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Hiya!

I recently began to build a Hellevator prop. It's a elevator guest enter, then continues to simulate falling.

I am using a 'Scissor table' frame to support the guests and elevator. Here is my progress so far. I am making it out of wood first to get an idea or size. If it is not strong enough I will start again with steel.



http://s1202.photobucket.com/albums/bb379/benhowardmagic/?action=view&current=hellevator.jpg

I need a way to lift this thing, and I think pneumatics if my best bet. However, I am completely new to pneumatics and have a low budget. It seems I need a strong cylinder to lift this. I’m looking for around 3-4 people to be in the lift at once.

I have explored the area of airbags, air springs, car jacks ect. However, I'm keen to look into cylinders.

If anyone could help me with were to begin, what cylinders, air tank ect Any info or opinions would be useful! :D I also need a way to automate the cylinder, but I will come to that later!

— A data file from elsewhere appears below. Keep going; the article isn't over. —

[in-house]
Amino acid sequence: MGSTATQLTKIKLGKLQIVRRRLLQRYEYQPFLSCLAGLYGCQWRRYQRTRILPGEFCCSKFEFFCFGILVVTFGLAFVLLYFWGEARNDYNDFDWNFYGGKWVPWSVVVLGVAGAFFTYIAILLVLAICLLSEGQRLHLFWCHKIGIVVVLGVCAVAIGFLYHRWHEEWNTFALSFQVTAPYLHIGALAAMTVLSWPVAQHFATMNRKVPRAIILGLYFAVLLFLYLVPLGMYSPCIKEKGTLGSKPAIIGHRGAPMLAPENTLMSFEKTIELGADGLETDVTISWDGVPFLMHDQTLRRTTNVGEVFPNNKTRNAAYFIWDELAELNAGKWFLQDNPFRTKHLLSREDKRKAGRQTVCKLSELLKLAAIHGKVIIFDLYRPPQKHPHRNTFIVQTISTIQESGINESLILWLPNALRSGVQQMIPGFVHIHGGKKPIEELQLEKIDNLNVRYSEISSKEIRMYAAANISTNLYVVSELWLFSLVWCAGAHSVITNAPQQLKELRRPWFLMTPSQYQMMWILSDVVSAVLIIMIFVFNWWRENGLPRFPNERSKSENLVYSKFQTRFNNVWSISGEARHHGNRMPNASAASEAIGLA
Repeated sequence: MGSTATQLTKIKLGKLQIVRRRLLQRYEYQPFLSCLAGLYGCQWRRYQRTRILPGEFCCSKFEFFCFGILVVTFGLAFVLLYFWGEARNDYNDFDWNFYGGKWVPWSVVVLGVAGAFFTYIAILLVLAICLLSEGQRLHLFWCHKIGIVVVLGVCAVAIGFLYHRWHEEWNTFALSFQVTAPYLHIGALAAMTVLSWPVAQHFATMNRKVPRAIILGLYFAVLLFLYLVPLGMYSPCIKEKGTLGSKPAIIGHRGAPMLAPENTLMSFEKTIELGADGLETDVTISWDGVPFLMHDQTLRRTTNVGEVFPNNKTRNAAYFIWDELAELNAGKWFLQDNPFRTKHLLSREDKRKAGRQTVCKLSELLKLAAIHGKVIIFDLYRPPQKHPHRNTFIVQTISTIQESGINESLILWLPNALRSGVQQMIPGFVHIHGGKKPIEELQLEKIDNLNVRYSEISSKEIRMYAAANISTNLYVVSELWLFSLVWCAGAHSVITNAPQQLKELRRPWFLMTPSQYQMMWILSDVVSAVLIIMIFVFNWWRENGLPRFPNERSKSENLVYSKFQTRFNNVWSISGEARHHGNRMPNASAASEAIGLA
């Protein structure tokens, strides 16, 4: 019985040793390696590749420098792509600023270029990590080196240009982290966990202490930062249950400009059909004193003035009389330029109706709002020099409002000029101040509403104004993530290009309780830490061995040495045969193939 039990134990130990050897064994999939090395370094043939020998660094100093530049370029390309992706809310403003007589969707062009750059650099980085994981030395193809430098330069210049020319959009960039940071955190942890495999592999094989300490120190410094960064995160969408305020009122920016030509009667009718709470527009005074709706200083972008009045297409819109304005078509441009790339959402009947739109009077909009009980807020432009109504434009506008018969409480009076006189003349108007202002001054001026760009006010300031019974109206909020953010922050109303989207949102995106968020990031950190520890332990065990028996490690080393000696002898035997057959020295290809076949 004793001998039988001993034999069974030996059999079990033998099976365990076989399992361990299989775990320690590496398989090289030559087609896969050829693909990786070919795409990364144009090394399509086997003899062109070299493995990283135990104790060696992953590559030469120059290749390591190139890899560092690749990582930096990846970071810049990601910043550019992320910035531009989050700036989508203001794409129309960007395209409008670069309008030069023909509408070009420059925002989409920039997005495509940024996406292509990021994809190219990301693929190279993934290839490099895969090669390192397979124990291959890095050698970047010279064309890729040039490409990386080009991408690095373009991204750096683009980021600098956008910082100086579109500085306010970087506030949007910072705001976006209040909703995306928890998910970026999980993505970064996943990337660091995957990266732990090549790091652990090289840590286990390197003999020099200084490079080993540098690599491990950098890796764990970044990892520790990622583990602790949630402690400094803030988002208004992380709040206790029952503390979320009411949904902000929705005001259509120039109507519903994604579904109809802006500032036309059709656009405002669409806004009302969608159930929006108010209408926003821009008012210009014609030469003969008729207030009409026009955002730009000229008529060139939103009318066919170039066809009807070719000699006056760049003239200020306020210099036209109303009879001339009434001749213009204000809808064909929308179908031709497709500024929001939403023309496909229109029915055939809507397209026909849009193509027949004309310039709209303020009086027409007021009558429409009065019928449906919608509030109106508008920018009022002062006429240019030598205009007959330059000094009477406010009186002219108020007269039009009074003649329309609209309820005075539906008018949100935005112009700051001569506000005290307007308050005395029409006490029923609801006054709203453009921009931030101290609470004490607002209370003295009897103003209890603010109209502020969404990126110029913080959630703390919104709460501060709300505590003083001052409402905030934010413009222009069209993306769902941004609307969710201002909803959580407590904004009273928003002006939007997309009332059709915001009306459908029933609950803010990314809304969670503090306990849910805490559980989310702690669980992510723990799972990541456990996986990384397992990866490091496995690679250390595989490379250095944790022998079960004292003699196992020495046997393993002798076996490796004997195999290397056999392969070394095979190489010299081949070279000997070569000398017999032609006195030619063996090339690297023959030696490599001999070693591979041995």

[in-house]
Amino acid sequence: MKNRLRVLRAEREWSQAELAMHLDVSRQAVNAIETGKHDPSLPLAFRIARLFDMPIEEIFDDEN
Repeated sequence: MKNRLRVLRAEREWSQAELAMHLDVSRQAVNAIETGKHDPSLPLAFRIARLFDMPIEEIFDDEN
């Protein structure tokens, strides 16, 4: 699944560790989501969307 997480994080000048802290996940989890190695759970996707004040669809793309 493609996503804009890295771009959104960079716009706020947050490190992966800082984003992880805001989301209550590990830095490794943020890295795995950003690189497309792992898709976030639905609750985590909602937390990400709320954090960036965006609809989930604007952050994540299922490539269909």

Thanks, Ben.
 

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You might need Hydraulics for that rig man. 3-4 people, depending on their size prob weigh around 500lbs, not sure if there is a pneumatic cylinder (that's not industrial sized) can lift that much weight. I imagine you would need a pretty powerful air compressor for that much weight too.

Also, many people are going to give you a heads up about safety. Remember, if you let people on your "ride" and they get hurt, you could be held liable for these injuries.